The Lenten Season has begun, but I don’t believe that Lent is as important to people now as it was when I was a kid. Way back then most people celebrated Lent, a religious season of penance, by giving up something they really loved.
When I was a preschooler I remember my mother and my older brother suffered through Lent because they always gave up candy.
On Good Friday the ladies of the PTA spent the day in the school cafeteria making the smoothest, creamiest caramels anyone ever tasted. Then they sold them Holy Saturday afternoon when Lent ended. A lot of people must have given up candy for Lent because the crowds waiting for them to begin selling those caramels rivaled the crowds at the after Thanksgiving Day sales now.
As I recall I followed the family tradition and gave up candy when I was old enough to do penance for Lent. Actually it wasn’t too difficult for a little kid to give up candy because we didn’t have the access to money or stores that kids seem to have today. We just had to stay away from the penny candy counter at the neighborhood grocery. Besides, if we approached that counter with pennies in hand, the grocery keeper usually knew who gave up what for Lent and he would remind us.
When I went away to college, a new concept was introduced for penance. We were told that rather than giving up something we should do something extra. One of the girls in our dorm had already agreed to give up something she thought she loved — her boyfriend. He agreed, so they did not see or talk to each other for the whole six weeks. I don’t know whose bright idea it was, but they never did get back together.
It was while I was in college that some spiritual adviser suggested that dieting during Lent was really not a penance because our aim was to lose weight, not to do penance. That bit of advice was a blow to most of us because it killed a really good two-for-one deal—penance and weight loss.
By the time my kids were old enough to observe Lent by doing penance I had all kinds of ideas for them, but they had their own ideas. I favored their doing extra things, but they preferred giving up things like homework and housework, or certain vegetables.
We compromised. They gave up candy, but an argument I never thought of surfaced. Were Sundays days of Lent? Lent was supposed to be 40 days. If you counted from Ash Wednesday to Holy Saturday there were 47 days. So, they reasoned, or some of them did, Sundays didn’t count. They could eat candy Sunday during Lent. The first Monday after Ash Wednesday I heard one of the boys yell at his sister, “You are not holier than I am.” She smiled smugly, stuck her nose in the air and walked away proudly. I found out later that she gave up candy on Sunday too.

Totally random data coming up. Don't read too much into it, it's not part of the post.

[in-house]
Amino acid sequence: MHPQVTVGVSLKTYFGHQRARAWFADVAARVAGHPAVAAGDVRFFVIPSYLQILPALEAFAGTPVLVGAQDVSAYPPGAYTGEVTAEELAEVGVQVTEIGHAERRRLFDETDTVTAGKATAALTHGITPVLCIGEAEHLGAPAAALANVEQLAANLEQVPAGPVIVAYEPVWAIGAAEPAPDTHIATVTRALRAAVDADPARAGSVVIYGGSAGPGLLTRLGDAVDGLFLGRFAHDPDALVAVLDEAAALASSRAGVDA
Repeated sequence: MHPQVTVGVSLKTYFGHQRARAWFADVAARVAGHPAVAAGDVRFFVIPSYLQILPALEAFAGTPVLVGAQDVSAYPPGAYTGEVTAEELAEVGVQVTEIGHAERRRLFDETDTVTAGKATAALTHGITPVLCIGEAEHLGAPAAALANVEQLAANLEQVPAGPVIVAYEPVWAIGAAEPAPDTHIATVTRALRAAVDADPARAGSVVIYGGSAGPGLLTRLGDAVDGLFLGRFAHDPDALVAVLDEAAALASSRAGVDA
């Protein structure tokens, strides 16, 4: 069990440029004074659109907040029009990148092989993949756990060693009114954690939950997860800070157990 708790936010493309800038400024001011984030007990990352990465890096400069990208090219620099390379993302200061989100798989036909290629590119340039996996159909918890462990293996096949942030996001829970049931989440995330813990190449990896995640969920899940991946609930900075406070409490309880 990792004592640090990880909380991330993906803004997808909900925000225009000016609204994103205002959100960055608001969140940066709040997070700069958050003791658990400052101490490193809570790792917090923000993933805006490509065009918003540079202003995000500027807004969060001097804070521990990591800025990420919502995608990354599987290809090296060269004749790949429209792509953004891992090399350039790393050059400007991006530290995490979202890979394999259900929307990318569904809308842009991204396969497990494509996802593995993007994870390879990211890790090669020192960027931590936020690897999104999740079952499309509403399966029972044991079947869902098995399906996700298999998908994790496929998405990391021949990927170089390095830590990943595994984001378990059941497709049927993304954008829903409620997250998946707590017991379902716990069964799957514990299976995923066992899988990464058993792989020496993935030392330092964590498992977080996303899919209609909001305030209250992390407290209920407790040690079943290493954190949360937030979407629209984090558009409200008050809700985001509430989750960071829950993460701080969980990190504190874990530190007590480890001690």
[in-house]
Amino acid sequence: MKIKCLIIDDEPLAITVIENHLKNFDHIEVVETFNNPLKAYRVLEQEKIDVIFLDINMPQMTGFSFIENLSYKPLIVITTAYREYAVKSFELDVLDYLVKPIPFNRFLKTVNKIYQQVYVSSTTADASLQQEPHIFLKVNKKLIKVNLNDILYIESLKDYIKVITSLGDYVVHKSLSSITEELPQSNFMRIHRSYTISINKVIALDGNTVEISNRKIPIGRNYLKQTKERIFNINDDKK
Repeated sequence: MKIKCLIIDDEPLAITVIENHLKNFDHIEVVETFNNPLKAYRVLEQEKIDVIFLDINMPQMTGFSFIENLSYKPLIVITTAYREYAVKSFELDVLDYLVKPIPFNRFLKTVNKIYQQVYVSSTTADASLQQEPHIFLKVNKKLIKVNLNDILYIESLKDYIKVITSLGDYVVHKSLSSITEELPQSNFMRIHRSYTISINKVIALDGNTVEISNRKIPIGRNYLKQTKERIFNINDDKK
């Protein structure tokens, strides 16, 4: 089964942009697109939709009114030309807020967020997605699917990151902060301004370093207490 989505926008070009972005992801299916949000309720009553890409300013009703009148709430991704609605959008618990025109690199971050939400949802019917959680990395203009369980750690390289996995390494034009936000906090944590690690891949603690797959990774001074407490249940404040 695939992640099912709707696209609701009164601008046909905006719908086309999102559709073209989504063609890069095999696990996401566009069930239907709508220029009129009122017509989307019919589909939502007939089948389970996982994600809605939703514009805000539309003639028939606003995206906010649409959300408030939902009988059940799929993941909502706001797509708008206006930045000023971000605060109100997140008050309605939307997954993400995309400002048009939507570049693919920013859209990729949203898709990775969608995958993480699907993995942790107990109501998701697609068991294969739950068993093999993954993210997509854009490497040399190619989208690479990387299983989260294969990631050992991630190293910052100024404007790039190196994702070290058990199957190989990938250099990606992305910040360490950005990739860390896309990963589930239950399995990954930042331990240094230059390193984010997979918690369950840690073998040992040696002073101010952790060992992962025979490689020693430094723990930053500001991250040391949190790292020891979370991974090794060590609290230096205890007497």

By the time folks reach my age, not much is required in the way of penance during Lent. Maybe they think that living this long is its own penance. But old habits die hard, so I usually follow the Lenten rules. However, memory weakens.
Last Wednesday I had an appointment with an eye doctor in Tipp City. My daughter drove me there because I had to have my eyes dilated and couldn’t drive home. Two grandsons had to go along, so I suggested we take a side trip on the way home. That’s how we found “the nut house.”
The Trophy Nut Co. has a factory outlet store in Tipp City. I had seen the sign attached to a lamp post pointing the way. So with my eyes wide open due to the dilation, we headed there.
Not only did they have all kinds of nuts, they also were sampling Winan’s chocolates, which they sell. There was a plate full of samples and we enjoyed about half of them. It wasn’t until I ordered fish for supper that I remembered it was Ash Wednesday.
Now my problem is do I continue to do penance Easter Sunday to make up for Ash Wednesday, or do I do penance Sunday since they don’t count as Lent, or do I take advantage of being old. What a quandary!
. AUTHOR’S NOTE: This column was first published in the Greenville Advocate Mar. 8, 2006.
Kathleen Floyd is a volunteer citizen columnist, who serves The Daily Advocate readers weekly with her column Back Around the House II. She can be reached at firstname.lastname@example.org. Viewpoints expressed in the article are the work of the author. The Daily Advocate does not endorse these viewpoints or the independent activities of the author.